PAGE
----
LASD Says it Wants to Keep Hitting People in the Head

Photograph by Nathaniel St. Clair

This story was originally published by The Appeal.

For years, the American Civil Liberties Union of Southern California has alleged that Los Angeles County Sheriff’s Department deputies have needlessly hit incarcerated people in the head with impunity. According to LASD, its deputies hit prisoners in the head at least 52 times last year—meaning deputies punched about one person in the head per week.

The ACLU, which is taking the sheriff’s department to federal court over the matter, says that number is inexcusable. But in federal court yesterday, the sheriff’s department argued it has already made significant changes and should not be forced to change its head strike policy.

“The facts don’t support the modifications [the ACLU is] asking for,” LASD attorney Robert Dugdale said, noting that those 52 head strikes constituted a marked decrease from years prior. “The LASD’s head strike policy is as restrictive as any policy out there.”

The hearing was the latest development in a decade-old lawsuit against the sheriff’s department. In 2012, the ACLU sued LASD for routinely using excessive force against people incarcerated in Los Angeles County jails. In 2015, a judge approved a settlement agreement requiring LASD to reform its use-of-force-related policies and practices.

On May 31 of this year, the ACLU filed a motion arguing that the LASD has failed to comply with key provisions of the plan. The ACLU asked the court to prohibit the use of head strikes by LASD deputies (except in rare instances when deadly force is authorized), limit the use of a restraint device known as the WRAP, and impose mandatory discipline on LASD employees who use excessive force or lie on use-of-force reports.

Peter Eliasberg, chief counsel at the ACLU of Southern California, said during the hearing that LASD had repeatedly failed to comply with the settlement. As such, he said, the plan ought to be modified in order to prevent deputies from continuing to use dangerous and unnecessary force.

“Over eight years, the court has never once found the LASD to be in compliance with the head strike provisions of the plan,” Eliasberg said.

Last week, the ACLU and Los Angeles County reached a settlement agreement in a different lawsuit over conditions in the jail system’s Inmate Reception Center (IRC). On June 22, a federal judge approved a settlementwhich will require the county to create 1,925 new community beds as alternatives to incarcerating people with mental illnesses. The county also must improve conditions at the IRC as part of this settlement, and provide quarterly reports on its progress.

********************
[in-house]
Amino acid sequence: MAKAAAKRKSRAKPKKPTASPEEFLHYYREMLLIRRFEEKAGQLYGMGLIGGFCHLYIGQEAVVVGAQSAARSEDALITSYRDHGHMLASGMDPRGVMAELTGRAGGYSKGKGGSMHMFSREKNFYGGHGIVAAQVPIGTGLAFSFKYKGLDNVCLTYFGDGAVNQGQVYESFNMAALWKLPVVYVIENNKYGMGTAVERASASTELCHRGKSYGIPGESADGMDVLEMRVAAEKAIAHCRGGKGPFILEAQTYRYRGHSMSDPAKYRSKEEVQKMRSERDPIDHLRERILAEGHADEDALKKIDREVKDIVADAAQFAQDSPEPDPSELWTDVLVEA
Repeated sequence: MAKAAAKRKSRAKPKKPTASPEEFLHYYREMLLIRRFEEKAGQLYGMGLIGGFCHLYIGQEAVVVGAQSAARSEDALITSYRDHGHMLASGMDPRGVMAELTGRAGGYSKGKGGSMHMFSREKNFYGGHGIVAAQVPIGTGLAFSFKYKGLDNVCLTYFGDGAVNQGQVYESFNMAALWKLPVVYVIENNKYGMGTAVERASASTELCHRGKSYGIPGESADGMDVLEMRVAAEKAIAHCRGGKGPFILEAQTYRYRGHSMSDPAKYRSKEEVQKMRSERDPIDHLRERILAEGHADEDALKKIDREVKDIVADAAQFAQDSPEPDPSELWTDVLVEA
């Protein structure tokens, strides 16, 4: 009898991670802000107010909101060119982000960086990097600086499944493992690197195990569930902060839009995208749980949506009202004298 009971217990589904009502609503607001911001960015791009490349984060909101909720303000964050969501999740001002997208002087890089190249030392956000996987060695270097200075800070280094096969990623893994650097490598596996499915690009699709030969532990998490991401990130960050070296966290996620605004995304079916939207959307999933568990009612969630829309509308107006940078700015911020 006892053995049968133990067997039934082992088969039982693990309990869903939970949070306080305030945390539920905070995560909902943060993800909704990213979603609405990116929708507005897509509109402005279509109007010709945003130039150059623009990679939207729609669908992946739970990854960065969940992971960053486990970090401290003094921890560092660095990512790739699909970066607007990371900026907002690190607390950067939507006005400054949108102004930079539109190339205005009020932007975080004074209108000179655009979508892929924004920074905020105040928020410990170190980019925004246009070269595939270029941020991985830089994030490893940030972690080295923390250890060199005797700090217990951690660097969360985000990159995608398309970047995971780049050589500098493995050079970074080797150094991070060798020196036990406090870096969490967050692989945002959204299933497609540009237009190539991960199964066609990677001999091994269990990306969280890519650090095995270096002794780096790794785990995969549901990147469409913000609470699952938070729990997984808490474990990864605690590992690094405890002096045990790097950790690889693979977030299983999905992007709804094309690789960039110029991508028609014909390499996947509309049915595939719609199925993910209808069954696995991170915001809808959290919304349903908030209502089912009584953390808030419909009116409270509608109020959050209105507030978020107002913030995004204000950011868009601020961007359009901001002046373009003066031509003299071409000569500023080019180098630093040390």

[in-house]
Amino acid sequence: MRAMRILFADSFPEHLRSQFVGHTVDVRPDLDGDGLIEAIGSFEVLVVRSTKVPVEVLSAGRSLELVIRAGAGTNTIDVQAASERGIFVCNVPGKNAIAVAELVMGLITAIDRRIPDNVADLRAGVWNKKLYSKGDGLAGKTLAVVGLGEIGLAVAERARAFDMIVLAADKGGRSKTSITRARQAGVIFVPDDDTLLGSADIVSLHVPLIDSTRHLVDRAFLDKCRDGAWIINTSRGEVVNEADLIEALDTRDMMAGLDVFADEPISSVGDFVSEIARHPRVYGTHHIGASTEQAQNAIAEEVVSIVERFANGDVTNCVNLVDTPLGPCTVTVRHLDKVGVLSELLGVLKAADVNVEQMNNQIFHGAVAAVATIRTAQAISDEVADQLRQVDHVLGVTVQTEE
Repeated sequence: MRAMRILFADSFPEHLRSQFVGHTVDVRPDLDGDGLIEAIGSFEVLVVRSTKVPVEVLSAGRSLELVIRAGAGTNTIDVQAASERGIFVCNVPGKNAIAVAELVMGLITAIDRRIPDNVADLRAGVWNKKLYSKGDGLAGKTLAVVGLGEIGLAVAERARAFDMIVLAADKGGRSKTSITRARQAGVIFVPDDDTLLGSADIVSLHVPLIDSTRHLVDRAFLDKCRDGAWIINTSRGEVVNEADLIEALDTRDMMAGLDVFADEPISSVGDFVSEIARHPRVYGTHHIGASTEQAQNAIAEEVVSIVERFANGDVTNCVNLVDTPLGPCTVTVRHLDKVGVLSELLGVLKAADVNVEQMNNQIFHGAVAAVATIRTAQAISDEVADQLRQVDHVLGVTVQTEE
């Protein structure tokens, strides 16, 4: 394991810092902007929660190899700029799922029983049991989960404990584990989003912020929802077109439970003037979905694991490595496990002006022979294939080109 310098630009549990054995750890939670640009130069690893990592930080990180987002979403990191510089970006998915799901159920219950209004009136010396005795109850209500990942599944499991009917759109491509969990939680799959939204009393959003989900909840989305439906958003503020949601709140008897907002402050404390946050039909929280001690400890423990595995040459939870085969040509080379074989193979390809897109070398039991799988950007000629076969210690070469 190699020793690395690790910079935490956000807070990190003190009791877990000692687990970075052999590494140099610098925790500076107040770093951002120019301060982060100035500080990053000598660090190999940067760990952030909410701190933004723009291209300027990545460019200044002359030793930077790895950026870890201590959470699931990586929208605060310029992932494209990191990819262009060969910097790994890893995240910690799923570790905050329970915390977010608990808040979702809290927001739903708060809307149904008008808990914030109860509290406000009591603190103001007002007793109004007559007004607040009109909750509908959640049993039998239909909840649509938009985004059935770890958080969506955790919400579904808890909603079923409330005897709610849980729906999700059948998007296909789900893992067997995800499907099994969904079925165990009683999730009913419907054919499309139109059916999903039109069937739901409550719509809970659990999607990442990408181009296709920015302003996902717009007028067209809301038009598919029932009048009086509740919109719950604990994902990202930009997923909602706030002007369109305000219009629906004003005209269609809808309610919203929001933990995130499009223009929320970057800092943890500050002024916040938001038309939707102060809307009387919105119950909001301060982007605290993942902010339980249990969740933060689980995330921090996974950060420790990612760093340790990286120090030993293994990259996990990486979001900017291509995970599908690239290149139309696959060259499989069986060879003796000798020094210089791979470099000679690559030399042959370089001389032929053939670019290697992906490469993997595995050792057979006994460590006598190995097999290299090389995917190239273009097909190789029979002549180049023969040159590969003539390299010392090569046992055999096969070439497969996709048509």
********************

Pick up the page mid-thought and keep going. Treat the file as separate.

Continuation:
During yesterday’s separate hearing, LASD’s Dugdale said that the department currently allows deputies to hit people in the head when “an inmate is assaultive,” the deputy faces imminent threat of “serious bodily injury,” and there is no other way the deputy can avoid serious injury. Dugdale also said the department is now tracking head strikes at each facility.

The ACLU argued that the LASD has repeatedly failed to meet its own standard when it comes to head strikes: In a sworn declaration submitted on behalf of the ACLU, Stephen Sinclair, a former Secretary of the Washington State Department of Corrections, said he reviewed nine incidents in which deputies used head strikes. In eight of the nine incidents, Sinclair said, “it was obvious to me that the use of head strikes was unnecessary and excessive force” under the LASD’s own head strike policy.

Another expert witness for the ACLU, emergency room physician Dr. Shamsher Samra, worked in the county’s Twin Towers Correctional Facility for three years. Samra said in a sworn statement that punches or strikes to the head “can, and frequently do result in severe, and potentially, fatal injuries,” including traumatic brain injuries, fractured facial bones, and retinal detachment. As of March, about half of the 14,000 people incarcerated in Los Angeles county jails were being held pretrial, meaning they have not been convicted of a crime. About 6,000 people—or 41 percent of the jail’s total population—were mentally ill.